As UK MPs are to vote on whether British armed forces should attack so-called Islamic State (IS) targets in Syria, commentators consider why they are - respectively - for and against air strikes.
'We need to end IS's control of its territory'
Alan Mendoza, executive director of think tank the Henry Jackson Society
"The UK is already engaged in air strikes against IS in neighbouring Iraq. But some of the major IS command and control points are located within Syria. For us to take an arbitrary approach when IS itself does not take account of this border when pursuing its nefarious activities means that our campaign against it cannot be as effective as it would be with full freedom of manoeuvre.
Strategically, we need to end IS's control of its territory in both Iraq and Syria in order to drive it back into the shadows from where it emerged. We cannot do that by only air striking in Iraq.
Equally, we have important allies who are engaged in Syria against IS. We face the same threat from IS as they do - as seen with tragic such consequences in Paris - and for us to stand aside while they carry the full burden of responsibility in fighting it would be morally shameful.
Operationally, UK strikes are likely to be limited in impact, as we would simply be one component of a larger strike force. However, collectively, the strike force will have the capability to degrade and destroy IS units and infrastructure and weaken its ability to control its territory. As this is a prerequisite for beating IS, we will therefore be making an important contribution."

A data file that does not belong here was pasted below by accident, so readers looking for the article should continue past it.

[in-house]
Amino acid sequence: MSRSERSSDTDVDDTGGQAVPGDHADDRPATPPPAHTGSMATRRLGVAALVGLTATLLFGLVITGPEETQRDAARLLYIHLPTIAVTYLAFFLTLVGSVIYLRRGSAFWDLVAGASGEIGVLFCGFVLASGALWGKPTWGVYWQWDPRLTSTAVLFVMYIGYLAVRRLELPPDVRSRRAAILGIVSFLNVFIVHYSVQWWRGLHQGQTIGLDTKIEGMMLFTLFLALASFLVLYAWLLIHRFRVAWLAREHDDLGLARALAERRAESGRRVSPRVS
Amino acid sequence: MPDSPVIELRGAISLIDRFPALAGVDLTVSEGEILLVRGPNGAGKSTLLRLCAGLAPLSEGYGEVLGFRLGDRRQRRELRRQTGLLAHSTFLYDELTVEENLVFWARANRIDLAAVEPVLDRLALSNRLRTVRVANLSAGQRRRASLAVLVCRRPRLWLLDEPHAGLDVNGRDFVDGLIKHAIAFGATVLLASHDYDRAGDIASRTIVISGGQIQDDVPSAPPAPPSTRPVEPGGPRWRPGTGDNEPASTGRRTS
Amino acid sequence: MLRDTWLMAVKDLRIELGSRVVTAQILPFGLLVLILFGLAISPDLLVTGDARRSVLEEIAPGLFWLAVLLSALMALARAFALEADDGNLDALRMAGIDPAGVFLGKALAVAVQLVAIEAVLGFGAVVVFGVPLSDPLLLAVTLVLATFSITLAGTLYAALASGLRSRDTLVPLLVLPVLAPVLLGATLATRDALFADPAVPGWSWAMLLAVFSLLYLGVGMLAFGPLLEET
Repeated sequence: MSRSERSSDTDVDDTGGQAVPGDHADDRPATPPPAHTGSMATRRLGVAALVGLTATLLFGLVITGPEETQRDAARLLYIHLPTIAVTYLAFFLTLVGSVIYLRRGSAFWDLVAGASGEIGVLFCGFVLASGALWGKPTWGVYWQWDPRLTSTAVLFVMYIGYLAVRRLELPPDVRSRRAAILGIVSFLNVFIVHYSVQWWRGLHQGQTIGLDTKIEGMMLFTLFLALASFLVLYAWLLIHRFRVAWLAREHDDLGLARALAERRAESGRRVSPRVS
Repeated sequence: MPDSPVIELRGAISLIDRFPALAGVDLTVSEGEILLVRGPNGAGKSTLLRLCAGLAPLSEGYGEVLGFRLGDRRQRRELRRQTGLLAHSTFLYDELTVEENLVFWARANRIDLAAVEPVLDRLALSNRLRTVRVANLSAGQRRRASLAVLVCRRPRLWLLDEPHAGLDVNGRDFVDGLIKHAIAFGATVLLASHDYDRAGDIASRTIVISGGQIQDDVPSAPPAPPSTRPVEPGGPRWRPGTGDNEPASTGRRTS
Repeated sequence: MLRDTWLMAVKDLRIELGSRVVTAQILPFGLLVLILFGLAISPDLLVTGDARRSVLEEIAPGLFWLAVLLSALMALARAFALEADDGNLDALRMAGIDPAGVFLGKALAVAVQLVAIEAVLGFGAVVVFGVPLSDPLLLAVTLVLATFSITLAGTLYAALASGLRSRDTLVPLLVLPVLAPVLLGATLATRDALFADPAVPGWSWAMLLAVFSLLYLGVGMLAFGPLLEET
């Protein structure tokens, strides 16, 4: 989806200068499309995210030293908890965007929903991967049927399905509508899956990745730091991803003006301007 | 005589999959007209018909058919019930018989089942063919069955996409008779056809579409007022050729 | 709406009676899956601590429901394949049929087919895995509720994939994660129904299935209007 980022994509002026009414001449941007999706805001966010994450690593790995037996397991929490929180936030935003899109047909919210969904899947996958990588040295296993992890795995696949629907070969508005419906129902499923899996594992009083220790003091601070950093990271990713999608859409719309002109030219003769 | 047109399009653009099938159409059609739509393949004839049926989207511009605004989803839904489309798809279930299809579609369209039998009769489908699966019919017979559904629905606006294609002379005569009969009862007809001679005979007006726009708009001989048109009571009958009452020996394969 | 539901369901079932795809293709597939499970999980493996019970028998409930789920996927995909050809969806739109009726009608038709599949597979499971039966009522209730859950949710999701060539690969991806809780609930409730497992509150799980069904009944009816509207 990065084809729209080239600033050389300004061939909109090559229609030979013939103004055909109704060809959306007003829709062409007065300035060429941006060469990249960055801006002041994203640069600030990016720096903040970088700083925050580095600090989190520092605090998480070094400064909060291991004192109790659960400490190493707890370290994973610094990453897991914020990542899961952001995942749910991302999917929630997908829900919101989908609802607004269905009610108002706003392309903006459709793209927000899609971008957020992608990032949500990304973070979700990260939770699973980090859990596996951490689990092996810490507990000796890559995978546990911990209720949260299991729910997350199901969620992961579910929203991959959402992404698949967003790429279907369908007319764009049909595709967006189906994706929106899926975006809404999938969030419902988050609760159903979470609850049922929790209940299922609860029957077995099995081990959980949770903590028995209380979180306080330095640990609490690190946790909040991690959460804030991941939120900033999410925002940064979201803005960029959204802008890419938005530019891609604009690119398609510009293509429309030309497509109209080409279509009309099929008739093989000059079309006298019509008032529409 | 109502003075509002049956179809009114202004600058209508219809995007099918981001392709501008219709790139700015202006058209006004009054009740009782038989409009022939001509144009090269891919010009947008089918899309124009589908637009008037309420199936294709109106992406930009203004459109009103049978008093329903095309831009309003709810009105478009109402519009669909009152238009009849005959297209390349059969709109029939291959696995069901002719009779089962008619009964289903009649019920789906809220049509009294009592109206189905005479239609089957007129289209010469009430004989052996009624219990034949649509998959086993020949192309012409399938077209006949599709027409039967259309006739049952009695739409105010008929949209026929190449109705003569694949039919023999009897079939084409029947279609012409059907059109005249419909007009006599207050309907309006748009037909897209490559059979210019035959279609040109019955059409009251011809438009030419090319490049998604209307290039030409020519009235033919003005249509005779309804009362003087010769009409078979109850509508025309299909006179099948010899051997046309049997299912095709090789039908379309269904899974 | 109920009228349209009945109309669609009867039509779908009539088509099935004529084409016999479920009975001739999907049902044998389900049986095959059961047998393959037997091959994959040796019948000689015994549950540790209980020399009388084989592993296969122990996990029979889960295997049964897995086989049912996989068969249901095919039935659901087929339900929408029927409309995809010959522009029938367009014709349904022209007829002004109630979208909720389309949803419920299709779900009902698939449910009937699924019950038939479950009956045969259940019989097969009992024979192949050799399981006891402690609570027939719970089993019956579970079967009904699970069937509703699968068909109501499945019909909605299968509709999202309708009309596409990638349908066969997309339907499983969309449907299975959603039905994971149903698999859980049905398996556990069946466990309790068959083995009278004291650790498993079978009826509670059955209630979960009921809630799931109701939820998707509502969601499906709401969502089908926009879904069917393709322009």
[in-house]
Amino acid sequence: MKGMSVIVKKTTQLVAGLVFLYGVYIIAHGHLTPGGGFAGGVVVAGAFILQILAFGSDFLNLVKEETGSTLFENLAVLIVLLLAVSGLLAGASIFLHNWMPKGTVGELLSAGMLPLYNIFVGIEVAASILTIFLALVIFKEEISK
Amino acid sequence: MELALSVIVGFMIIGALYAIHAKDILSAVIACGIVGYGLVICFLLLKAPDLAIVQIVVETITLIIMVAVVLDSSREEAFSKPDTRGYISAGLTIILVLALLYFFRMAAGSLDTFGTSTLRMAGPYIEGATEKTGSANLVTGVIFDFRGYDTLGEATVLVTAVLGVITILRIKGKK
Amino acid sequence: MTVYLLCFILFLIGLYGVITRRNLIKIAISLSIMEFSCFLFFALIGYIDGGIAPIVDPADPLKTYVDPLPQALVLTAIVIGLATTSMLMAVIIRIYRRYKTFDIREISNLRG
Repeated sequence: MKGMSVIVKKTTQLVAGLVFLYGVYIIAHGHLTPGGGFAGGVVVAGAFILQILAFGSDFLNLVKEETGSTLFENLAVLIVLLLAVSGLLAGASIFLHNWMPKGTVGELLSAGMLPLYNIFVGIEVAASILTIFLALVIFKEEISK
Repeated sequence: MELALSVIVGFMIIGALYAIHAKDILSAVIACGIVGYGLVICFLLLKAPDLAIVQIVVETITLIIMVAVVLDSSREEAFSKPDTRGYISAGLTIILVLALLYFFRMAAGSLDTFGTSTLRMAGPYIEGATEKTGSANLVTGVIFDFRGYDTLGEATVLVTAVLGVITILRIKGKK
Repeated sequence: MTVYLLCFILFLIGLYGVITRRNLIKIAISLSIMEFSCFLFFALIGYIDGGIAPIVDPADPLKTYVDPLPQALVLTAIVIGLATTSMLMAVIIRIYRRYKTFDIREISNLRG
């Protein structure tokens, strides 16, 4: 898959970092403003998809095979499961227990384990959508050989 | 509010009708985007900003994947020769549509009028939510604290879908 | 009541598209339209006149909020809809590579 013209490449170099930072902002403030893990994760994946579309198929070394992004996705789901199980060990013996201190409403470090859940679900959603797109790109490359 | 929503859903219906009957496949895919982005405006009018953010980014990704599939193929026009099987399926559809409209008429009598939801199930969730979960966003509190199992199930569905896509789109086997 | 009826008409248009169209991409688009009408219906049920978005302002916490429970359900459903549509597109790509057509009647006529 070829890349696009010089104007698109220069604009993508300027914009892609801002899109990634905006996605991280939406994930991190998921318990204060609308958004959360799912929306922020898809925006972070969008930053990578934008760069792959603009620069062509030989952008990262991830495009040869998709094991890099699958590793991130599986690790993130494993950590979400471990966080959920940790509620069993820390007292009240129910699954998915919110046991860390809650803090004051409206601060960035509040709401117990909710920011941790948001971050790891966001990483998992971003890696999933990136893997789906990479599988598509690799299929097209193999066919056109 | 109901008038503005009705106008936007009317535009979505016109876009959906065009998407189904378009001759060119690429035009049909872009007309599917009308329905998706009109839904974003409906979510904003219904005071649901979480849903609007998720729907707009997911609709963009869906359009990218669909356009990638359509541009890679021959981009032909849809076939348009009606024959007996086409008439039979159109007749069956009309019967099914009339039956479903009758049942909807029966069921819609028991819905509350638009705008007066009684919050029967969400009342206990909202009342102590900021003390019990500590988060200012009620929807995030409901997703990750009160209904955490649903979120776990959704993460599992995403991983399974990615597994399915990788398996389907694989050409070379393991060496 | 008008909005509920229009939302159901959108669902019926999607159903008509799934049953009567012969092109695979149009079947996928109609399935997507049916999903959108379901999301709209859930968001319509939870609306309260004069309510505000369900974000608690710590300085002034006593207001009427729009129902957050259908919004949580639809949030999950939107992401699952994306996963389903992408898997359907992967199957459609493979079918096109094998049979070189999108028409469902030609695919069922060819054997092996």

'Actions have consequences'
Peter Ford, former UK ambassador to Syria
"The added value of UK air strikes in Syria will be piddling - IS leaders have mostly moved to Mosul or are hiding among the civilian population - and because British people will die and be maimed as a direct result.
Labour MPs planning to vote for bombing should pause to consider the effect on their careers of exposing themselves to recrimination from the families of the soon-to-be bereaved after we see carnage on our streets.
The government are being economical with the truth about already being targeted by IS: they don't say the seven thwarted attacks were actually "by" IS but "linked to" or "inspired by". Weasel words.
If the government was sure of its legal case, why is it unwilling to seek an unambiguous UN Security Council resolution? Because it knows it would not pass.
Bombing in Syria - where a complex multi-sided conflict is going on - is different from bombing in Iraq, where we are supporting an elected government. Also because actions have consequences and the inevitable blowback on our streets will be severe."